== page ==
The following guidelines are intended to help IEEE Conference Organizers plan a conference accessible to all attendees.

Types of needs

  • persons with disabilities
  • language
  • religious observances
  • travel
  • accommodations
  • dietary
  • smoking

Types of disabilities

Visible Disabilities

  • mobility assistive devices
  • amputee
  • service animal

Invisible Disabilities

  • vision loss
  • hearing loss
  • medical condition (stroke, cardiac, diabetic, etc.)
  • learning disabilities

What you can do

  • Do not be afraid to ask how you can help.
  • Provide an email address on your conference Web site and encourage those with special needs to contact you.
  • Allow fields for special needs requests in advanced registration web sites and forms.
  • Identify someone on your committee who will address these requests.

Event location

When selecting an event location, look for the following:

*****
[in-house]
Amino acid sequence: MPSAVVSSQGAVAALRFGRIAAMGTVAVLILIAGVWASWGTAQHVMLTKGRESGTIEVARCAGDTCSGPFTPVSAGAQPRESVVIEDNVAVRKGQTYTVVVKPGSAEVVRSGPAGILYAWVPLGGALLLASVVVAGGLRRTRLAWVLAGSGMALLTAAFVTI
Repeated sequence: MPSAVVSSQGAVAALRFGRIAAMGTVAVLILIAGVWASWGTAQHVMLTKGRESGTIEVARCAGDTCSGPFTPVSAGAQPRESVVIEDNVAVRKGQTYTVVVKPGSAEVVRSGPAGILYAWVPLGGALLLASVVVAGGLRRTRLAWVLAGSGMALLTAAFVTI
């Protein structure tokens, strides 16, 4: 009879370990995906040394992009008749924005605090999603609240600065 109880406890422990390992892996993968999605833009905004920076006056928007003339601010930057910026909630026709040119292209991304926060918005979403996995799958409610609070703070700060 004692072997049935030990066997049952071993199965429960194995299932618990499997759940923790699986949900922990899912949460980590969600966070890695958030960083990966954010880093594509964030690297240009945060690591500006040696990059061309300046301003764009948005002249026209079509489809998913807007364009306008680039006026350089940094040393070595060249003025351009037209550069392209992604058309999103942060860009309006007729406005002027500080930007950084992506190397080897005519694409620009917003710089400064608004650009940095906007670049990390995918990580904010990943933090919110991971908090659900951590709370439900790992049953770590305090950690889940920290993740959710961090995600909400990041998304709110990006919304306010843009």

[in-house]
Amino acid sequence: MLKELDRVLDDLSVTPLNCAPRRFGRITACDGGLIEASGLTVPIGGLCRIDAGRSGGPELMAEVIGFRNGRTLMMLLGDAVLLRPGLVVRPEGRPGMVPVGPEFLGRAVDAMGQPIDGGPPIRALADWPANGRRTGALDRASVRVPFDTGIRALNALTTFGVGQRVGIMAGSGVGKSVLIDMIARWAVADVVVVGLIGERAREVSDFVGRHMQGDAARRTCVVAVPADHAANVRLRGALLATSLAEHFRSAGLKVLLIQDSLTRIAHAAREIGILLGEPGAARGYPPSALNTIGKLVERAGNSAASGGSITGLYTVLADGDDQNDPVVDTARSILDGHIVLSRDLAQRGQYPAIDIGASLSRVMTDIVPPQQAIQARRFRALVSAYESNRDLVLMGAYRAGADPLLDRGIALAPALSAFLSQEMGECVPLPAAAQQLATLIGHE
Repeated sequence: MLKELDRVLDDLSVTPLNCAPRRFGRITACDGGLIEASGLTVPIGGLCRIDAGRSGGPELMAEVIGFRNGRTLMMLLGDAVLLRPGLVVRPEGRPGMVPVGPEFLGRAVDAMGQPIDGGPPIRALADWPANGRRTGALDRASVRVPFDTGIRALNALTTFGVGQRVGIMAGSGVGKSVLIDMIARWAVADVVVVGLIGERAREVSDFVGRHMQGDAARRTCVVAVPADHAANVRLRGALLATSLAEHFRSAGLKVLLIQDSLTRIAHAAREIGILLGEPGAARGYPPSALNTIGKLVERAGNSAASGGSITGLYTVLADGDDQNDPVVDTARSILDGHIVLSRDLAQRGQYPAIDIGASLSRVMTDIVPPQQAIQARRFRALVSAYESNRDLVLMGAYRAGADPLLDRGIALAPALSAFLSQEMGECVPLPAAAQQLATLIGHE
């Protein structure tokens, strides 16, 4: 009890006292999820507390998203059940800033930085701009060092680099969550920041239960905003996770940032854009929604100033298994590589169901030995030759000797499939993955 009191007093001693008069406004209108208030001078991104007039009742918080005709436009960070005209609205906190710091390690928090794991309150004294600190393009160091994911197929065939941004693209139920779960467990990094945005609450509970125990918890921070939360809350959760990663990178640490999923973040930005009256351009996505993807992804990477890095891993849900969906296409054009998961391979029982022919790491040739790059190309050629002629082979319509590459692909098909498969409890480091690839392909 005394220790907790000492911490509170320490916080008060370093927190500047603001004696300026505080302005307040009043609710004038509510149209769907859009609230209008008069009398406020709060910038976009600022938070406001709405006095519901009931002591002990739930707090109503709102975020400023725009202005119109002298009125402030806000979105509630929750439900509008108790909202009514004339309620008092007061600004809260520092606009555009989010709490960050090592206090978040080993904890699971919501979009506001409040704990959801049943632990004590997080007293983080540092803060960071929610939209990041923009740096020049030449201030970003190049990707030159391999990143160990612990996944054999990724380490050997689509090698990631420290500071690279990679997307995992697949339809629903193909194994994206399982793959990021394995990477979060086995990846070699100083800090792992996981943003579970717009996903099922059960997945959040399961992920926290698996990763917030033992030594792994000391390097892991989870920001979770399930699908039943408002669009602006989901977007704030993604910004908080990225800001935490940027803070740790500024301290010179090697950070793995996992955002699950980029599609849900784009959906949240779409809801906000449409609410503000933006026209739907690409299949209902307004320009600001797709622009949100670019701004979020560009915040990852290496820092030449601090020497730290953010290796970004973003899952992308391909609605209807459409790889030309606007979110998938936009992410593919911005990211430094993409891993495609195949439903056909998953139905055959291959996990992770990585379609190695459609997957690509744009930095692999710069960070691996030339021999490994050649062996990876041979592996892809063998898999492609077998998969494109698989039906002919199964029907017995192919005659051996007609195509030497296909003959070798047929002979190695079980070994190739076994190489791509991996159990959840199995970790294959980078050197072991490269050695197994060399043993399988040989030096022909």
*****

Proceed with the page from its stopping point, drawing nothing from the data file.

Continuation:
• availability of disabled parking located closely to the major entrance;
  • a graded or flat entrance;
  • proximity of accessible washrooms to your meeting space;
  • strategically placed signage;
  • accessible sleeping areas;
  • elevators with Braille or floor calling ability;
  • availability of a TTY (telephone to telephone typewriter) unit and kit available for persons with hearing loss.

During the event

Be sure to allow plenty of space for individuals with mobility devices in all areas including:

  • registration area;
  • meeting rooms;
  • and dining facilities.

Be sure to include preparations for those with mobility devices in your emergency and evacuation plans.

So that your speakers can be appreciated by all, make presentations available in alterate formats such as ASL (American Sign Language). It is also possible to provide assistive listening devices or real time captioning during the presentation. 

General etiquette

  • Focus on the person’s ability.
  • Be respectful.
  • Be patient.
  • Be observant.
  • Ask questions.
  • Listen carefully.
  • Speak to the person, not their companion.
  • Do not raise your voice.
  • Seek guidance– it is understandable not to know what to do.
  • Consider this an opportunity to learn.

Additional information

We are grateful to Ashfaq (Kash) Husain, Chair, R7 Conference Advisory Committee, for providing this information as part of his presentation, "Addressing the Needs of Your Attendees" (PDF, 32 KB) at the 2008 Panel of Conference Organizers (POCO).

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